Wednesday, May 5, 2021

The Miracle of Forgiveness and Its Magical Healing Power

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Emma Lu
Emma Lu is an author who specializes in Cultural and Historical myths and stories.

Forgiveness has a powerful life all of its own. While in the short term you might feel a fleeting sense of pleasure in getting revenge on someone who has wronged you. You may feel that you have been hurt and wronged so badly that you never want to forgive. Think about it rationally, do you really want to hold onto that burden? Please take a look at all the miracles in store for you and others that become unwrapped with forgiveness.

Thoughts and actions do have consequences not only for the other party, but in particular for you yourself. Not letting go, and clinging onto anger, resentment and bitterness, in the long term has a very detrimental physical impact. Forgiveness, on the other hand, can lead to improved physical and mental health and a better quality of life.

Mayo Clinic research

The leading research hospital in the United States, the Mayo Clinic, has found that forgiving others can have the following results:

● Lower blood pressure

● Improved heart health

● Improved self-esteem

● Improved mental health

● Reduced anxiety, stress and hostility

● Create healthy relationships

● Reduced symptoms of depression

● Enhanced immunity

Forgiveness has a positive effect on the body’s cardiovascular health, mind, and immune system.

Forgiveness improves cardiovascular disease

Adult and child holding red heart in his hands top view.
Forgiveness lightens the heart and eases your worries and hardships. (Image: via Dreamstime.com © Julia Sudnitskaya)

A study by Florida State University finds that forgiveness lowers blood pressure and reduces the risk of cardiovascular disease.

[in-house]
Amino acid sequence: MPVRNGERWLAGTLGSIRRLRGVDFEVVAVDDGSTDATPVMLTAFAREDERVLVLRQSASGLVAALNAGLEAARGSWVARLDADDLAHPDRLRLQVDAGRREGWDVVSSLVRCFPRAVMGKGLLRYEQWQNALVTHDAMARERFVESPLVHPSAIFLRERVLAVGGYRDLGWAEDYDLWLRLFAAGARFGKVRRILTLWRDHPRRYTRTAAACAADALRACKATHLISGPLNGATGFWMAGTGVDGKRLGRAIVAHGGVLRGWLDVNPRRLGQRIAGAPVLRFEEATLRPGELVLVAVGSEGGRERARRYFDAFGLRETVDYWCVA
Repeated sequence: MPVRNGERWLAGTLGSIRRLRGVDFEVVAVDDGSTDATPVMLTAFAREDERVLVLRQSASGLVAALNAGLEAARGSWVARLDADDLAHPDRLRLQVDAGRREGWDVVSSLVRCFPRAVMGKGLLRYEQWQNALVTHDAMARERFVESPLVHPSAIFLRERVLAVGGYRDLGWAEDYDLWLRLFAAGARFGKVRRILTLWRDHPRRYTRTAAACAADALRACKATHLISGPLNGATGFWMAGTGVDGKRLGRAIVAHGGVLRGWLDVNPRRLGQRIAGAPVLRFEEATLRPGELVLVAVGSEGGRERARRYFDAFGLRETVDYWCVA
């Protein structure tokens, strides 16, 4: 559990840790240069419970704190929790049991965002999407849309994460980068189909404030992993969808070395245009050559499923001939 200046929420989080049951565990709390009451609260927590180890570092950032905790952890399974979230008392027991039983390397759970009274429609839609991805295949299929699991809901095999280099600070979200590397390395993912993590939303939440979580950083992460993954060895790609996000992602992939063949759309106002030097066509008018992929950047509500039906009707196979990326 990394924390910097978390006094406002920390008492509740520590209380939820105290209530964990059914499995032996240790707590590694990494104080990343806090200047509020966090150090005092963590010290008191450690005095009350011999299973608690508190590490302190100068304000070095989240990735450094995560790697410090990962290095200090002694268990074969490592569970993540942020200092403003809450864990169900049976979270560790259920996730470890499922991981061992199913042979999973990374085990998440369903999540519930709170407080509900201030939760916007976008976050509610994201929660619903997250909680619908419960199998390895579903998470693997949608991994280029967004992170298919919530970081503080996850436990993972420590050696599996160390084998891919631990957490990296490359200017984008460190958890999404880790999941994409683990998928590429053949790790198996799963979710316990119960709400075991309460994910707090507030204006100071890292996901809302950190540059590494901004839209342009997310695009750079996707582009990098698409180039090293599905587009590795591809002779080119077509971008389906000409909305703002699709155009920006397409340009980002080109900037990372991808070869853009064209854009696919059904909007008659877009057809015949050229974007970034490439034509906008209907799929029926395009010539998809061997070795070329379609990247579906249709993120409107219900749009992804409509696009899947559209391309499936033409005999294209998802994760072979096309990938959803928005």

Liu Boren, an expert in genetic nutrition and functional medicine and the director of the Cobot Clinic, explained that hypertension is one of the risk factors for cardiovascular disease. Stabilizing blood pressure is a major factor in reducing the risk of this disease.

Those who naturally tend toward being forgiving individuals have less hardening and stenosis of the coronary arteries, carotid arteries, and cerebral blood vessels. On the contrary, those who are often angry and confrontational tend to have elevated blood pressure and hardened arteries, both of which increase the risk of cardiovascular disease.

In other words, forgiveness is good for cardiovascular health.

Liu Boren said: “If you do things with a calm and gentle attitude, don’t be overly indignant, don’t always look at others as unpleasant, then you will give others a chance, and also give yourself a chance to maintain your cardiovascular system.”

He has seen many examples of this in his clinical experience over the years.

A woman was verbally abused by her husband every day for over 20 years. She endured the marriage for the sake of her children. When she arrived at Liu’s clinic for treatment, he found that her autonomic nervous system was severely imbalanced, as she presented with high blood pressure, insomnia, and depression.